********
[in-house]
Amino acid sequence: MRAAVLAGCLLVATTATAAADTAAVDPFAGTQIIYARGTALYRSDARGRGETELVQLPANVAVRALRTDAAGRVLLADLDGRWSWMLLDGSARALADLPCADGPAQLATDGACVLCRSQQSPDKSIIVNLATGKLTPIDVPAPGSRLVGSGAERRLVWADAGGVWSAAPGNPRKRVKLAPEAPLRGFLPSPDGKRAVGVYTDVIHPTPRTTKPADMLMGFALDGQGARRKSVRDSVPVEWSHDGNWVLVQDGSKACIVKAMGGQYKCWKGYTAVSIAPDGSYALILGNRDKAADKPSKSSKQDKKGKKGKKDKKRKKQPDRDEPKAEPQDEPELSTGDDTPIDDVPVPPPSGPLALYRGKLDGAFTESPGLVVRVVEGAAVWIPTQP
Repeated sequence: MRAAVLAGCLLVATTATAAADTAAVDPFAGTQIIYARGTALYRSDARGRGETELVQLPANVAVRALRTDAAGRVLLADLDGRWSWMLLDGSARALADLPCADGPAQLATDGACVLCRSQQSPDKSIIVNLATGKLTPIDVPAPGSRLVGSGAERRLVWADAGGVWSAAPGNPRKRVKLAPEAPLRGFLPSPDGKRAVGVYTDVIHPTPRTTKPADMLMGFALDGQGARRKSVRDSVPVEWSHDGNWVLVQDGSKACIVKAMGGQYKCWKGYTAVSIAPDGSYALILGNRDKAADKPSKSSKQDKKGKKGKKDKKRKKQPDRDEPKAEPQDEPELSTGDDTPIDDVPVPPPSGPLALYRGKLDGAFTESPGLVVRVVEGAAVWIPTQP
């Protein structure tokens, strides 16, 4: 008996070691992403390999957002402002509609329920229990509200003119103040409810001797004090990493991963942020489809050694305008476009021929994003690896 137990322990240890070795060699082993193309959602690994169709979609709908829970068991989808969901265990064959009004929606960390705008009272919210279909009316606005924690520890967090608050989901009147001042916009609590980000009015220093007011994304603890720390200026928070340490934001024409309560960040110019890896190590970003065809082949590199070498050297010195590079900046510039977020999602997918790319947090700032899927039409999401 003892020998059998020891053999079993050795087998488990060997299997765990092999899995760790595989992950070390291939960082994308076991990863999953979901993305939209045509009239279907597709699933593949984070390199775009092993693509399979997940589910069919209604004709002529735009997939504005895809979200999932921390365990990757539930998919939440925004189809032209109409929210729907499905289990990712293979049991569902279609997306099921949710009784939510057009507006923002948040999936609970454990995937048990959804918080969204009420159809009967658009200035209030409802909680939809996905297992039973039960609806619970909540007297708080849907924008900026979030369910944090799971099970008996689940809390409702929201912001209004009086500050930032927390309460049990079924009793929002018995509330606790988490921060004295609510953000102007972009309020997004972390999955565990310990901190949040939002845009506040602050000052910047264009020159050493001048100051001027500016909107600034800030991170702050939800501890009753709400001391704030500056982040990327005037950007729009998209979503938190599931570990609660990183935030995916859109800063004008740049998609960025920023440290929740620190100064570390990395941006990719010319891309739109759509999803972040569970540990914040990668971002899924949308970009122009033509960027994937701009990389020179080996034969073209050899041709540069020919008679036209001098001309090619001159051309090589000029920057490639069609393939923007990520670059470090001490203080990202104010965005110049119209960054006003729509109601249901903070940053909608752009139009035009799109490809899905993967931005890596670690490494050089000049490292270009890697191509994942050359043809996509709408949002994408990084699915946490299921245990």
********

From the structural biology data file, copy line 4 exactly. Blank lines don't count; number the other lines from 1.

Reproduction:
């Protein structure tokens, strides 16, 4: 008996070691992403390999957002402002509609329920229990509200003119103040409810001797004090990493991963942020489809050694305008476009021929994003690896 137990322990240890070795060699082993193309959602690994169709979609709908829970068991989808969901265990064959009004929606960390705008009272919210279909009316606005924690520890967090608050989901009147001042916009609590980000009015220093007011994304603890720390200026928070340490934001024409309560960040110019890896190590970003065809082949590199070498050297010195590079900046510039977020999602997918790319947090700032899927039409999401 003892020998059998020891053999079993050795087998488990060997299997765990092999899995760790595989992950070390291939960082994308076991990863999953979901993305939209045509009239279907597709699933593949984070390199775009092993693509399979997940589910069919209604004709002529735009997939504005895809979200999932921390365990990757539930998919939440925004189809032209109409929210729907499905289990990712293979049991569902279609997306099921949710009784939510057009507006923002948040999936609970454990995937048990959804918080969204009420159809009967658009200035209030409802909680939809996905297992039973039960609806619970909540007297708080849907924008900026979030369910944090799971099970008996689940809390409702929201912001209004009086500050930032927390309460049990079924009793929002018995509330606790988490921060004295609510953000102007972009309020997004972390999955565990310990901190949040939002845009506040602050000052910047264009020159050493001048100051001027500016909107600034800030991170702050939800501890009753709400001391704030500056982040990327005037950007729009998209979503938190599931570990609660990183935030995916859109800063004008740049998609960025920023440290929740620190100064570390990395941006990719010319891309739109759509999803972040569970540990914040990668971002899924949308970009122009033509960027994937701009990389020179080996034969073209050899041709540069020919008679036209001098001309090619001159051309090589000029920057490639069609393939923007990520670059470090001490203080990202104010965005110049119209960054006003729509109601249901903070940053909608752009139009035009799109490809899905993967931005890596670690490494050089000049490292270009890697191509994942050359043809996509709408949002994408990084699915946490299921245990």